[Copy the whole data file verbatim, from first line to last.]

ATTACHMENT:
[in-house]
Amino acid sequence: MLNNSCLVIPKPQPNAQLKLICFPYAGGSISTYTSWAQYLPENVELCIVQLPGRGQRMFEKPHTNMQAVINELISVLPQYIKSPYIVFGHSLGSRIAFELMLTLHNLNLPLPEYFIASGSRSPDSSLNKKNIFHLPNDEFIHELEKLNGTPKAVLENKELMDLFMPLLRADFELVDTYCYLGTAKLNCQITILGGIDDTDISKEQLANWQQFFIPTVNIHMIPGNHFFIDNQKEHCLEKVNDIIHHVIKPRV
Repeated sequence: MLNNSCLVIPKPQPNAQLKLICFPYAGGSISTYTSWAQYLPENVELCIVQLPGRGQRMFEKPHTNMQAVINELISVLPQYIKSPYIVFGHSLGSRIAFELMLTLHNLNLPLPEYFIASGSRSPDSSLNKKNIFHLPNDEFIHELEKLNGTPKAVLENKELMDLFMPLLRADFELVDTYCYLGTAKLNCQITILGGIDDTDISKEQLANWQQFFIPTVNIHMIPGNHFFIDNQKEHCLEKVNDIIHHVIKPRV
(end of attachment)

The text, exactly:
[in-house]
Amino acid sequence: MLNNSCLVIPKPQPNAQLKLICFPYAGGSISTYTSWAQYLPENVELCIVQLPGRGQRMFEKPHTNMQAVINELISVLPQYIKSPYIVFGHSLGSRIAFELMLTLHNLNLPLPEYFIASGSRSPDSSLNKKNIFHLPNDEFIHELEKLNGTPKAVLENKELMDLFMPLLRADFELVDTYCYLGTAKLNCQITILGGIDDTDISKEQLANWQQFFIPTVNIHMIPGNHFFIDNQKEHCLEKVNDIIHHVIKPRV
Repeated sequence: MLNNSCLVIPKPQPNAQLKLICFPYAGGSISTYTSWAQYLPENVELCIVQLPGRGQRMFEKPHTNMQAVINELISVLPQYIKSPYIVFGHSLGSRIAFELMLTLHNLNLPLPEYFIASGSRSPDSSLNKKNIFHLPNDEFIHELEKLNGTPKAVLENKELMDLFMPLLRADFELVDTYCYLGTAKLNCQITILGGIDDTDISKEQLANWQQFFIPTVNIHMIPGNHFFIDNQKEHCLEKVNDIIHHVIKPRV